Your experience is distressing and I’m sorry you got to deal with those looks. I work out outside and since I’m running I don’t have to endure any funky faced joggers or bystanders for a half a second or two. I will say this. I am learning not to receive it or engaged it. I get a lot of looks when I run, even today, I felt the heavy gazes of a range of people pop. My first inclinations are generally to worry if my sunscreen has whitened with my perspiration, if my running shorts/pants are too tight, my bra not doing its job, my hair too wild, etc. I become concerned that I don’t look right. Although, these folks could and for certain are sometimes judging my appearance, they could be doing a host of other things and that’s has freed me up to more fully relax during my runs. I don’t say this to deny your experience but share strategy that has made my workouts more fun. And thank you so much for bringing up this issue of styled vs. unstyled hair. It brings to mind how normative straight and hair is in our conception of what makes styled hair. A flat ponytail or which is thought to be casual and lazy is actually not easy or effortless for me. My hair is super thick so to get a ponytail I paddle brush my hair in the shower after running leave in conditioner or aloe vera gel through it and then I secure it with a band. I then tie a silk scarf around it to lay down the cuticle until I leave the house. The effort required for women who don’t have naturally straight hair to get a simple & seemingly “unstyled” can be effortful. And while those with straight hair can wash and go, why can’t you?

    • M August 14, 2012 at 3:38 PM #

      “My first inclinations are generally to worry if my sunscreen has whitened with my perspiration”

      Oh lord. That’s a whole other rant right there, that is.

  10. M August 14, 2012 at 3:37 PM #

    “Must we weave, wig, braid in extensions before we hit the pitch, track, mat, slough?”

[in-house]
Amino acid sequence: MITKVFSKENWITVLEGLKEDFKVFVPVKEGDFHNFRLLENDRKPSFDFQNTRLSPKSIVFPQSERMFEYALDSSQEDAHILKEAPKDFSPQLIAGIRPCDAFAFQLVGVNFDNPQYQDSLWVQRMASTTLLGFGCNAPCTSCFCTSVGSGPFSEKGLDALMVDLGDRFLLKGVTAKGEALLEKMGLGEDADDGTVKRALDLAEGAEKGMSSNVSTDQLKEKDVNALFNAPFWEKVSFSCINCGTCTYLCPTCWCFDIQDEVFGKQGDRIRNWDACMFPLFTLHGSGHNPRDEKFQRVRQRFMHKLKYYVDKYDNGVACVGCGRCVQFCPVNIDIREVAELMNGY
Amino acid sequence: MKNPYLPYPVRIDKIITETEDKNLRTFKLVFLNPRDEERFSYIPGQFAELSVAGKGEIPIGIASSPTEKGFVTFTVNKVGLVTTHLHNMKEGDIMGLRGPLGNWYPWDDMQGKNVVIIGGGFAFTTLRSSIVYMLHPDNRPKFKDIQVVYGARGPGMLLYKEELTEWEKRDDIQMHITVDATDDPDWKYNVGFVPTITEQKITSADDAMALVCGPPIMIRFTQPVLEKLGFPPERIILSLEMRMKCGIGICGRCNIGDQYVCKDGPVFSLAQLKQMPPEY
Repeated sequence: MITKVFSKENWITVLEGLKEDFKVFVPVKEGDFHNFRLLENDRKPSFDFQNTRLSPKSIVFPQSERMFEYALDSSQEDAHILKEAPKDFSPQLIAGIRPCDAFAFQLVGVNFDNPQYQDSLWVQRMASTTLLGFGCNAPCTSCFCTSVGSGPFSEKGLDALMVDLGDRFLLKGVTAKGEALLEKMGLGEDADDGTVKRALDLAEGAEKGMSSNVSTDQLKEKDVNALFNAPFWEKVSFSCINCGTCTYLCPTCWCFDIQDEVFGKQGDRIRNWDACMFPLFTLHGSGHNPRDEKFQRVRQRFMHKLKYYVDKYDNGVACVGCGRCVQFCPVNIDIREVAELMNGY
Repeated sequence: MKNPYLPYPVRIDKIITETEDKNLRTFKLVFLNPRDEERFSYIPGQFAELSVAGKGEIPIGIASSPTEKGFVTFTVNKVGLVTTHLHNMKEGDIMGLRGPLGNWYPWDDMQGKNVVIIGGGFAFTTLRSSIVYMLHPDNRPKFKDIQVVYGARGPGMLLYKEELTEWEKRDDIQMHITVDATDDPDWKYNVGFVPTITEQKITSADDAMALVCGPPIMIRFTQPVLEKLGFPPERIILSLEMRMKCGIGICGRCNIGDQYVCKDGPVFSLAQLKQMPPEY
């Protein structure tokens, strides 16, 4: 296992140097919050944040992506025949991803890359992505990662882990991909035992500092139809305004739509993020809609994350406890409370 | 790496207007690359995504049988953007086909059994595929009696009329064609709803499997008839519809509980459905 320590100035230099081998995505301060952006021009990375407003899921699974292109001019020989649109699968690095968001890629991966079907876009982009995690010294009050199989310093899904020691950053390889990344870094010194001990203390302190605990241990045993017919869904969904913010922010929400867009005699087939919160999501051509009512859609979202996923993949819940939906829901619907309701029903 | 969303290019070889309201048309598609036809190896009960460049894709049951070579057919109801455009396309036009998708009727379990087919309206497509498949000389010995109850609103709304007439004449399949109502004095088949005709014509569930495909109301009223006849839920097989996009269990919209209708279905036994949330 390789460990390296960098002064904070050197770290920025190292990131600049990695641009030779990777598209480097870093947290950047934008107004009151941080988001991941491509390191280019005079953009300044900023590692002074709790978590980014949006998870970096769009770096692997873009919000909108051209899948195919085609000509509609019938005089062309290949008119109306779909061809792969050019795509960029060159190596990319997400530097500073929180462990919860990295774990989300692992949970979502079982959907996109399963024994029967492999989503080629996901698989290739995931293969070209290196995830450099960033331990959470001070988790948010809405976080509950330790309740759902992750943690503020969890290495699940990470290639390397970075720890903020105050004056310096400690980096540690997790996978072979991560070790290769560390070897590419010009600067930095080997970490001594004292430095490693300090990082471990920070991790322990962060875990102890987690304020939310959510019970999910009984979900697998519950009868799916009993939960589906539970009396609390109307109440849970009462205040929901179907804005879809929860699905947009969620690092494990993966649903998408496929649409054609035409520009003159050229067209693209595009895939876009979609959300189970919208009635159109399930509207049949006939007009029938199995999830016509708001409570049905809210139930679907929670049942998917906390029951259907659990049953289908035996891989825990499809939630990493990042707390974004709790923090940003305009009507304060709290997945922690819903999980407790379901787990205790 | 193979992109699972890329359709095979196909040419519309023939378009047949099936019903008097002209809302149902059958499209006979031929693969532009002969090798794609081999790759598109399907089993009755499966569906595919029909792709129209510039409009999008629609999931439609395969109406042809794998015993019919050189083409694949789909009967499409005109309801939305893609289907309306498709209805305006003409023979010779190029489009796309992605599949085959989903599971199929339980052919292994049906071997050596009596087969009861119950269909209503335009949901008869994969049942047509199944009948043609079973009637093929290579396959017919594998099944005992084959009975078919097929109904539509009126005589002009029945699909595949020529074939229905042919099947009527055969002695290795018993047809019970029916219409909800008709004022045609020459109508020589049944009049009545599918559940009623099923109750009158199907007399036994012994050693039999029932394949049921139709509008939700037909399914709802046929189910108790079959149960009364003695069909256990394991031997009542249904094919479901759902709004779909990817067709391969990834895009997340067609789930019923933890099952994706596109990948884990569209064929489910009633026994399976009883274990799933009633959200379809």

Yes. Sometimes we must.

    I still have my martial arts medals, and apparently still hold some crazy track & field record from HS (which makes me think those girls aren’t training too hard /kids these days), some years after the fact.

    I still get my machine Pilates and arc trainer on 3x a week each (that’s six days) b/c bad congenital knees made worse by throwing of menisci here and there during more intense athletic and modern dance days.

    Yet and still, till the author and those who agree with her unreservedly pay my bills instead, I also need to conform, at least to some extent, to the dictates of a racist workplace that continues to insist, however tacitly, that my hair in its natural state is “unprofessional” — lest they stop handing over promotions, and even paychecks, in the midst of this recession.

    I added hair once I did the research and found out the relaxer was poisoning me. But I don’t judge those who relax. They’re doing them. I don’t know what they’re going through.

    (And I told Jason Whitlock the same after he got up there Uncle Tomming on Faux News over Gabby Douglas and her hair, when he had the nerve to shame not only the sisters who hated on Gabby without bothering to touch on those internalized Eurocentric “beauty” standards that underlie why they would have gone there, and going on, with his three-hundred-or-so pound hypocritical self, to go from there to “This is why black women are so overweight.” *smh*)

    We can’t all perfectly adhere to an African nationalist standard, because we (at least we Americans) live in the same racist culture, but we don’t have the same grade of hair.

    And anyone who has a problem with it and who thinks I’m not working out “hard enough” for their standards as a result? I invite them at any time to come sweat with me.

    • jalylah August 14, 2012 at 4:47 PM #

      Thanks for your sharp comments and athletic testimony. Shame and judgment are indeed for the birds and the forces exerted on black women to present themselves in particular ways (the “internalized Eurocentric “beauty” standards” and the dictates of so-called professionalism in the “racist workplace” that you rightly point out amongst them) are strong. Free-minded freedom of choice is what I’d like to see. Keep sweating!